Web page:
Something is afoot in Christchurch that will warm the cockles of a beer drinker’s heart. This story starts in a rundown part of Woolston, which in the 1880s was the industrial hub of Christchurch.
Many early businesses were spread around the Heathcote River as there was easy access to water and rail transport, horse and bullock wagons. A tannery was built on a section of land wedged between the railway line, and Garlands Rd. Most of the buildings date back to the 1880s and somehow most of them have survived.
For the past 16 years Alasdair Cassels has owned the site. Alasdair, with his son, Zac, and son-in-law, Joe, has started a brewing company, Cassels & Sons. They have been working away quietly in the corner of the site, where Garland Rd crosses the Heathcote and they have already built a brewery, employed a brewer (Nigel, ex the Twisted Hop brew pub) and their beer is now available.
They are currently converting one of the old brick buildings into a restaurant/brewery/bar with the bar due to be up and running early next year. The great thing about small breweries is they are generally run by colourful independent people and this comes through in the type of beer that they make. Cassels & Sons has started out with a few unusual brewing practices and I am sure it will add plenty of diversity to New Zealand’s brewing scene.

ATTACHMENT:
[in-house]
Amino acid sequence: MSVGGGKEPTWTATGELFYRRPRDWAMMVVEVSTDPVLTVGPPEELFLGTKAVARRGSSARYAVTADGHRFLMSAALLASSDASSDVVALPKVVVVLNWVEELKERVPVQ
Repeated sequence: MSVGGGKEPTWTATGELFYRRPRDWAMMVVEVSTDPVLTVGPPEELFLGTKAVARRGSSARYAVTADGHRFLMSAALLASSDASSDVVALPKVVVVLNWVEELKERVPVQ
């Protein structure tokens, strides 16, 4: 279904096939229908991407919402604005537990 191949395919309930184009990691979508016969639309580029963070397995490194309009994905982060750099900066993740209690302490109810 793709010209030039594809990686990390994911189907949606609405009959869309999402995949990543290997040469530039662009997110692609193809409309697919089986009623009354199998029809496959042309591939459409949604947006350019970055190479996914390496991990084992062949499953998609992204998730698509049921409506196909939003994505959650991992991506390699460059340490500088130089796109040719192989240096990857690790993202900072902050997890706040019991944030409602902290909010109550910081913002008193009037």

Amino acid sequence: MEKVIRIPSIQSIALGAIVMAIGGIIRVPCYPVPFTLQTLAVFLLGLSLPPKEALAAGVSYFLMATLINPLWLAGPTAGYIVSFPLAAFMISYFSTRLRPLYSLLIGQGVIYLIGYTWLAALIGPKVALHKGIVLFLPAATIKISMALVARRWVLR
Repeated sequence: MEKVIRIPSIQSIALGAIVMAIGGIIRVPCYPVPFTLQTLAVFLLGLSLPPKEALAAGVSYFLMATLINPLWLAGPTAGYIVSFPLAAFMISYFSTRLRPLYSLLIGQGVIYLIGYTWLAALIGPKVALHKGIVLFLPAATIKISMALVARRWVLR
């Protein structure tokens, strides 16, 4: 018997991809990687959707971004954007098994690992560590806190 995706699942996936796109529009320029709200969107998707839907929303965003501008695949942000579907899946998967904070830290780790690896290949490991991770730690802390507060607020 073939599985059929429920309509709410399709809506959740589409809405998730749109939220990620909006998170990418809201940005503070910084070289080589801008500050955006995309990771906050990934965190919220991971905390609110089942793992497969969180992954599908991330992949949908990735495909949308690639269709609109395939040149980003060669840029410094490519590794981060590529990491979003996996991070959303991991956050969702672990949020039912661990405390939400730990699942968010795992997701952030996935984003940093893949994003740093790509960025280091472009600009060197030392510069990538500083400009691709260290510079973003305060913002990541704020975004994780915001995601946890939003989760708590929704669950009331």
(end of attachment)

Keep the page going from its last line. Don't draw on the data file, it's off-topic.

It has a wood- fired kettle. Of course, all beer would have been brewed this way once, but it is now an extremely rare thing. They are also using 500-ml swing-top bottles, from Germany (and paying $1 for each bottle returned).
At the moment the men are still feeling their way, getting the bottling sorted and trying to build a restaurant. At the moment they have three different styles of beer, a lager, a pilsener and the dunkel.
The bottled beers are available at Cooking with Gas, Monster Bar, Pepperoni Pizza, Restaurant Schwass, Lyttelton Coffee Co. It is on tap at Pomeroy’s, and can be bought direct from the brewer at the Lyttelton Farmers’ Market.
Today I am tasting the dunkel, which is a German-style dark lager. I poured it vigorously into my glass and a good head did form but it quickly disappeared. The beer was a very deep brown-black.
On the nose there was a big, fresh, roasted-malt aroma with a hint of malt sweetness. In the mouth the texture was soft with a sedate malt sweetness initially. The middle is pretty much the same with some characteristic dark malt flavours coming through. Towards the end things intensify with more chocolate toasted flavours coming out and a crisp green bitterness lining the back of the mouth. Good clean palate with fresh flavours.
Cassels has hit the ground running.